On Day 1 of this year’s DML Conference, I attended an inspiring panel entitled “The Open Source Learning School District: Moving Beyond ‘What If'”, hosted by David Preston, a PhD in Education Policy from UCLA currently working in a central California high school where he has been testing the open source classroom model for a number of years. In Dr. Preston’s classroom, students pursue their interests individually and collaboratively, develop online spaces to enrich and share their work, establish networks with other students and professional mentors, and are allowed the time and agency to create their own learning environments and processes.
The DML Conference often feels like a bubble. Hundreds of academics and organization administrators discuss all the ways the old learning models are failing students and the methods and theories for establishing new, 21st century learning models; but where are the voices of the students and the teachers in the trenches of the school system, struggling against the burdens of standards and test scores and budgets? Dr. Preston’s presentation offered a glimpse into how those new models could be implemented within those old-model constraints. And that’s the type of change I’m interested in. The one hour a week we can spend with one of our students is no match for the 13 years they will spend within the public school system. We strive to create a transformative learning experience for our students, but we should also strive to transform their learning experience within school.
Obviously Dr. Preston does not reflect the average public school teacher – he’s a doctor, first of all. He’s also published books and is invited to speak across the country about his classroom. His classroom is an outlier. It’s a test case. His administration has allowed him the freedom to experiment with his classroom; something nobody else in his district or even his school has the freedom to do. He is still burdened by the same constraints as other teachers, however. Students in his AP English course take the same test AP English students across the country take, though their educational journey has been very different. To paraphrase Dr. Preston, if the choice is between the old model and students passing the AP test, or the students creating their own transformative learning experience and not performing on the AP test, well, it’s no choice at all for Dr. Preston. Yet his classes yield results: His students have an 87% college acceptance rate, including Ivy League schools, in a school district with an historically low college acceptance rates. More importantly, the students are engaged in their learning and spend their time at school pursuing their own interests and connecting with people and organizations that also share those interests. And they have the online presence to show for it, as the students publish all their work and learning ventures online. During the presentation, students were present, via Skype, to add their perspectives and discuss their projects and learning experiences within the class.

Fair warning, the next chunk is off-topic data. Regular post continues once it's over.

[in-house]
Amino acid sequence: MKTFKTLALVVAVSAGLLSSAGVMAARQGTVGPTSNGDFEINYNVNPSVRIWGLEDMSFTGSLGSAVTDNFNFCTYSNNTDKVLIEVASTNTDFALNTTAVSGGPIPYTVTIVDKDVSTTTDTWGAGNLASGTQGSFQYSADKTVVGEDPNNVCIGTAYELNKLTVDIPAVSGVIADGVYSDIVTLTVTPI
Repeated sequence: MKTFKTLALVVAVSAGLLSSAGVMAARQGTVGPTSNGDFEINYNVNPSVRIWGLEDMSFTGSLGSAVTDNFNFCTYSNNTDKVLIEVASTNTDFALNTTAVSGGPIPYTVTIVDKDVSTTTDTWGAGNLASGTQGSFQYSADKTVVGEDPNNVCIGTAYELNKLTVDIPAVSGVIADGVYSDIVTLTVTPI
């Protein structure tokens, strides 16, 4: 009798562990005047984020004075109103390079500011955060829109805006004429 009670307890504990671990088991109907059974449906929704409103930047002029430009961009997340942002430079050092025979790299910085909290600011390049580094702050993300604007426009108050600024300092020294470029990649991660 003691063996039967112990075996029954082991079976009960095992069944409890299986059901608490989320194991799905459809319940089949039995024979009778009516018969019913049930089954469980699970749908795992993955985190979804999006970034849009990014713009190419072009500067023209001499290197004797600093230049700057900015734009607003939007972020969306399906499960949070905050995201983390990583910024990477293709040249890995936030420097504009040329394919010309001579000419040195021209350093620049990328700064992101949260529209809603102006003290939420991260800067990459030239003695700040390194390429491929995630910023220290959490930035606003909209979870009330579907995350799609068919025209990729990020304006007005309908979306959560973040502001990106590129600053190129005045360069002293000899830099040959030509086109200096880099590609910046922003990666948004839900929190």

This is the conversation we should be having as digital media literacy educators and organizations. How can the work we’re doing be translated into the public school system? Because it’s in those classrooms where students’ love of learning is nurtured or destroyed. We can pick up the pieces and introduce new ways of learning and communicating and playing, but that’s just not enough.
– Alan Berry, Education Manager